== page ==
The French Revolution
Listen – The French Revolution – Americas – MP3
I hope everyone has had a most excellent week.
Things hereabouts are going fairly well, with Spring easing in, bringing with it opportunities to head down to the beach for some fresh air. Not that the air here isn’t “fresh” per se, but once augmented by crashing waves and seagulls the hwole enterprise takes on another caste entirely.
The tune I bring you today is something that I bought years ago (probably pre-interwebs), which languished – like so many others – in a stack of records until I took the time to give it a listen.
Once I took care of that, I decided I wanted to blog it, but then it proved itself all but un-Google-able (for a while anyway).
Then I took a closer look at the label and saw the name Tony Roman. A little while back, over at Funky16Corners I wrote about a nifty cover of ‘Lady Marmalade’ by a singer named Nanette Workman.
Though she was born in the US, Workman made her career recording and performing in French Canada, working with the aforementioned Mr. Roman.
Once I saw his name, I cast my net a little wider and discovered that the French Revolution had initially recorded as Le Revolution Francaise, in Quebec.
The band had its roots in a beat band called Les Sinners who had quite a successful career north of the border, having a hit with a French language version of the Beatles’ ‘Penny Lane’.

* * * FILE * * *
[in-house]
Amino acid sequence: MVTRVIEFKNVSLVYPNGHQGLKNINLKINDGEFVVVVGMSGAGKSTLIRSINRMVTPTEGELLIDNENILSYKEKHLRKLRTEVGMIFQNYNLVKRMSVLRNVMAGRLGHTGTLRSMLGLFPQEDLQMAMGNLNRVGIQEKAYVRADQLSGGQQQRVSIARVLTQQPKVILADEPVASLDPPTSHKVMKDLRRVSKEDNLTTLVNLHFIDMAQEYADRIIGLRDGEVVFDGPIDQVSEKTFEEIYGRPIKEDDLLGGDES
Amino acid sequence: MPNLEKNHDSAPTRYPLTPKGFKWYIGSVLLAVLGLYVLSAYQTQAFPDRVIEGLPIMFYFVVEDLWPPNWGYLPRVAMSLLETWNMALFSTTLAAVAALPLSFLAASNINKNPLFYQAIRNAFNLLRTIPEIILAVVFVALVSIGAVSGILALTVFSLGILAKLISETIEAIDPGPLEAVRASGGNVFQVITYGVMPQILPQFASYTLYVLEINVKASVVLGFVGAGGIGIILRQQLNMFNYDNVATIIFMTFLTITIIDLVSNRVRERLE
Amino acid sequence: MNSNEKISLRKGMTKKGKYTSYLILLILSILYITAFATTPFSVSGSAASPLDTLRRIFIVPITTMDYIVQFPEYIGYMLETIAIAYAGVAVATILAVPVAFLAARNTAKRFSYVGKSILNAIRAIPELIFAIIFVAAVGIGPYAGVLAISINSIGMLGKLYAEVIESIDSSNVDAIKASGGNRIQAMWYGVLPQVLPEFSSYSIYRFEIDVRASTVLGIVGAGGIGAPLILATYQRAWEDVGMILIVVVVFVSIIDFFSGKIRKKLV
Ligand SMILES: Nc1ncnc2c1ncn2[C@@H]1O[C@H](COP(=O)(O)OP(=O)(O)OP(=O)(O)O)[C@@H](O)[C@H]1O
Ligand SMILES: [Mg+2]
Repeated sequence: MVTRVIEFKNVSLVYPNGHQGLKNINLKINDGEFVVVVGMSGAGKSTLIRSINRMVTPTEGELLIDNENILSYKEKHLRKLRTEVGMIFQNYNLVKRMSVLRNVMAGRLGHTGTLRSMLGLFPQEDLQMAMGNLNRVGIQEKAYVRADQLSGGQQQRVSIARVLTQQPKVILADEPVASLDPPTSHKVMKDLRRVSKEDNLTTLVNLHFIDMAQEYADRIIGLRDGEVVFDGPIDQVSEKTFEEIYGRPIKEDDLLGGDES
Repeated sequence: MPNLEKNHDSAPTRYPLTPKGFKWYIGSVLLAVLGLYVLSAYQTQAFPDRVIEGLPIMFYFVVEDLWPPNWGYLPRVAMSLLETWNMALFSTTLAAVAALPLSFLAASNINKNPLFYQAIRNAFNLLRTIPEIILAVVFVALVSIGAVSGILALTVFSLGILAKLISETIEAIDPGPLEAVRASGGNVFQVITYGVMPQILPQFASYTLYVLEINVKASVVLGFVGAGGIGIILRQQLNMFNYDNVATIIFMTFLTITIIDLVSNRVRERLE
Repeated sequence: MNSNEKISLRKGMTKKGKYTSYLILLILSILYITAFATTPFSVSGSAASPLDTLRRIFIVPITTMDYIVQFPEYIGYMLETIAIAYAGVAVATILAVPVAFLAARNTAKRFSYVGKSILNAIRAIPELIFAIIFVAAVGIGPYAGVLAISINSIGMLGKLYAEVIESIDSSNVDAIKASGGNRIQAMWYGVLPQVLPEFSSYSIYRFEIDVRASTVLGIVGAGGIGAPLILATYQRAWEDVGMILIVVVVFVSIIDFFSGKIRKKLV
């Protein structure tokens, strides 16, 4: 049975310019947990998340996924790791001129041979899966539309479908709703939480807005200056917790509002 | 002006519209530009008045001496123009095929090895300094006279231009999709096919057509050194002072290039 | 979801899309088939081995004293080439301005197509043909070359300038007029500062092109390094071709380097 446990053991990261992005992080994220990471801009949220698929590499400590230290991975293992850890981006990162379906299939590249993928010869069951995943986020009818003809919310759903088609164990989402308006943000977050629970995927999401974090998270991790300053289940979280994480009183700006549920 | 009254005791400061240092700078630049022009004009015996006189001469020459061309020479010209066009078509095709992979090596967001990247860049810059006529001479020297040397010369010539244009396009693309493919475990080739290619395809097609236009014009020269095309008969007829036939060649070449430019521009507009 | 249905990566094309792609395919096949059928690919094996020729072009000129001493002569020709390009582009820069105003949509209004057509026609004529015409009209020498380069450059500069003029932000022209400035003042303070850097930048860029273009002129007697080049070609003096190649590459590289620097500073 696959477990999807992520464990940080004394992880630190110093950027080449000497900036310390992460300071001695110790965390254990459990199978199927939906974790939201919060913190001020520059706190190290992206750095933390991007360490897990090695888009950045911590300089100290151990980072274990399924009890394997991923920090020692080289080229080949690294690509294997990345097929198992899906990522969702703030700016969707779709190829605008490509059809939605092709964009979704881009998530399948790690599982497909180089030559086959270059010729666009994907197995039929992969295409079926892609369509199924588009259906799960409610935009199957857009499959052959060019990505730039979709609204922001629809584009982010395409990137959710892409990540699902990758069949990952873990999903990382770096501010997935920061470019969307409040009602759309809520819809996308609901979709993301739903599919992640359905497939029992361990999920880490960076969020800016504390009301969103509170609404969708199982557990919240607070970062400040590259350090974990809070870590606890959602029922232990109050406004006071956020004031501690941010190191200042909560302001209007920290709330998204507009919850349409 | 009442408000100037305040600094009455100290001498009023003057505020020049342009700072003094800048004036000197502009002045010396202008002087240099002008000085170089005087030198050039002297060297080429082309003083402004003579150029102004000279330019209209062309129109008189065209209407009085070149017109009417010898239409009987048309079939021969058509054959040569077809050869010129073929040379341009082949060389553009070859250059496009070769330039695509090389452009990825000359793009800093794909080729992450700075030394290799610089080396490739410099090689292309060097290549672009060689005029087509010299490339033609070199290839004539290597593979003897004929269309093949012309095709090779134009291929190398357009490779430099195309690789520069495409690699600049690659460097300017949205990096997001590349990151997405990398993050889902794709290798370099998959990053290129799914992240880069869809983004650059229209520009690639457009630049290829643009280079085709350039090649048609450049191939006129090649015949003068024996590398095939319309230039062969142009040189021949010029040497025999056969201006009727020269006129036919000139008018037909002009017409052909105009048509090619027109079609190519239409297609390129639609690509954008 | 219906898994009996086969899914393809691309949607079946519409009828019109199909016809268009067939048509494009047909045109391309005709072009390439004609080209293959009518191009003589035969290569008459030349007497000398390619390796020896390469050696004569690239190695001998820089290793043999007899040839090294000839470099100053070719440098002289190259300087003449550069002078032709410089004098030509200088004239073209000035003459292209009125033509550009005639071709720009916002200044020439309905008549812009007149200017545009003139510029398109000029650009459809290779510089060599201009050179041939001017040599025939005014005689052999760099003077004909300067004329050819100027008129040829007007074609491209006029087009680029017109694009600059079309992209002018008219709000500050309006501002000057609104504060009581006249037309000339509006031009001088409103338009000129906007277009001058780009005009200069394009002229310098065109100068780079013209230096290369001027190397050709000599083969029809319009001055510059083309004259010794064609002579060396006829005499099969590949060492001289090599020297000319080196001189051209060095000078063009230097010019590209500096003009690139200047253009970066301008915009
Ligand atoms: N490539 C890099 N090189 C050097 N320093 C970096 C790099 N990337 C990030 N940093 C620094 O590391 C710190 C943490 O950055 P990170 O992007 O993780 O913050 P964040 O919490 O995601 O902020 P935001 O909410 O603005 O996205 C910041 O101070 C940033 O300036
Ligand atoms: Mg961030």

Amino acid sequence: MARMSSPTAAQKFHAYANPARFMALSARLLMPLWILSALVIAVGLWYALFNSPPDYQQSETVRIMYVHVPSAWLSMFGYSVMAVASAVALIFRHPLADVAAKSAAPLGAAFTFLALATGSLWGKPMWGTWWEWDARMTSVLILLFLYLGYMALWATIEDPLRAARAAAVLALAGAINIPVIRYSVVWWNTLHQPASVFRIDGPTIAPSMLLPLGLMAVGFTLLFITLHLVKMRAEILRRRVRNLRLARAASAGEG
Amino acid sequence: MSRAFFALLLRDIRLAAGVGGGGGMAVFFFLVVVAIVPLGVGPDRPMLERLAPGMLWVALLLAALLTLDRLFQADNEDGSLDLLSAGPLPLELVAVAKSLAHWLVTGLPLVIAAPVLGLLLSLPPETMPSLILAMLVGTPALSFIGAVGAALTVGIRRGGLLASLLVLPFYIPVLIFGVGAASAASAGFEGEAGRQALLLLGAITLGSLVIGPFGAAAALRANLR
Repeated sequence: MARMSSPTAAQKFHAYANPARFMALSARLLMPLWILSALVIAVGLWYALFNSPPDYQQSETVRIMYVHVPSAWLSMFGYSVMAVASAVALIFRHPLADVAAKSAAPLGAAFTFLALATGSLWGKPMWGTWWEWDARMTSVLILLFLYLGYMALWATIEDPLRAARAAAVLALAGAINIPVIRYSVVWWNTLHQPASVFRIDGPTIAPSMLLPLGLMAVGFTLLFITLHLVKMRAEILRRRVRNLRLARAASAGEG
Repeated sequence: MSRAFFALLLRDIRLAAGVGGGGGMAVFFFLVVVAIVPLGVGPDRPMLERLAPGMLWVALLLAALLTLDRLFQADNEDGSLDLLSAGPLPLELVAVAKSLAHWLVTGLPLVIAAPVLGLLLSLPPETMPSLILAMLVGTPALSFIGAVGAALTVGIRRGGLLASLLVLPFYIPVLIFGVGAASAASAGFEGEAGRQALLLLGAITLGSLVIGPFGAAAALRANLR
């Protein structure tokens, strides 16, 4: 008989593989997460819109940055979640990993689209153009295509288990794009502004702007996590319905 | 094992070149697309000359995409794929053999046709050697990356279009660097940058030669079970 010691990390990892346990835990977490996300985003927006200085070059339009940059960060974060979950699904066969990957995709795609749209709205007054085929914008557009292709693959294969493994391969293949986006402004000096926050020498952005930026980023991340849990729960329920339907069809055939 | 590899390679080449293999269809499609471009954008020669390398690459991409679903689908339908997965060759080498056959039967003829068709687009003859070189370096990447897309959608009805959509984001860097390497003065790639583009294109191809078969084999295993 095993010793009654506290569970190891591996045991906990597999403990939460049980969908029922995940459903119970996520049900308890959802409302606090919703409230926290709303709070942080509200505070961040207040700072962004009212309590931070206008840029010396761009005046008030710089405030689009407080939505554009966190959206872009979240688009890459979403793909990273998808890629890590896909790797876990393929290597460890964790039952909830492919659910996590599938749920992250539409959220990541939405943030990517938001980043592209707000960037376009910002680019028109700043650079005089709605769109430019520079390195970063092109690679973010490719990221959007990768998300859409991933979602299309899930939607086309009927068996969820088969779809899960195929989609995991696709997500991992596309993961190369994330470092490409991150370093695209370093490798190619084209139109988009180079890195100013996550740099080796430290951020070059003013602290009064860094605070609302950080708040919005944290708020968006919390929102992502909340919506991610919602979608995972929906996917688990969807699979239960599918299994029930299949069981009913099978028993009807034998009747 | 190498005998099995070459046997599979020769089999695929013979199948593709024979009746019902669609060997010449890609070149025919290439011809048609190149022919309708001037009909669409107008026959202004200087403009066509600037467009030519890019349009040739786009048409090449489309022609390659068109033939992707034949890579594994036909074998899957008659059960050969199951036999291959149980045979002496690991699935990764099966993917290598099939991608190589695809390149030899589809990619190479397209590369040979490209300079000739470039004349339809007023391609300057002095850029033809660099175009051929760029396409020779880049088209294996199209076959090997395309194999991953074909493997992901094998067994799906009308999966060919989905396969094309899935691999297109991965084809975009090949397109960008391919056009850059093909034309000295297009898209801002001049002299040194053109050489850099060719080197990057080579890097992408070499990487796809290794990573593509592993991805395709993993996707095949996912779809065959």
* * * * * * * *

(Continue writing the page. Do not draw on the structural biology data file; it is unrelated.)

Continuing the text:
At least two of Les Sinners, guitarist Francois Guy and drummer Louis Parizeau broke off in the late 60s and formed Le Revolution Francaise, having a hit with a song calle ‘Quebecois’, which as far as I’ve been able to tell was something of a nationalist anthem (at least with the younger crowd).
‘Americas’ was issued on Tower in 1969, with a flip side ‘Shoo-Bee-Doo’ which had been previously issued in Canada on the Revolution label. ‘Americas’ is a poppy ode to both North and South American continents (the lyrics are just this side of bizarre) with bits of freakbeat and psyche popping in here and there over the group’s heavily accented English. The grooviest thing of all is that right about 2:20, following what sounds like an air raid siren, the song turns into an oddly funky (entirely loop-able) bass and drum breakdown, before morphing into a march tempo, and then back into the song about a minute later.
It’s a great little record (not to mention that crazy, candy striped Tower label), and a tiny peek into the French Canadian musical scene.
I hope you dig it, and I’ll be back on Monday.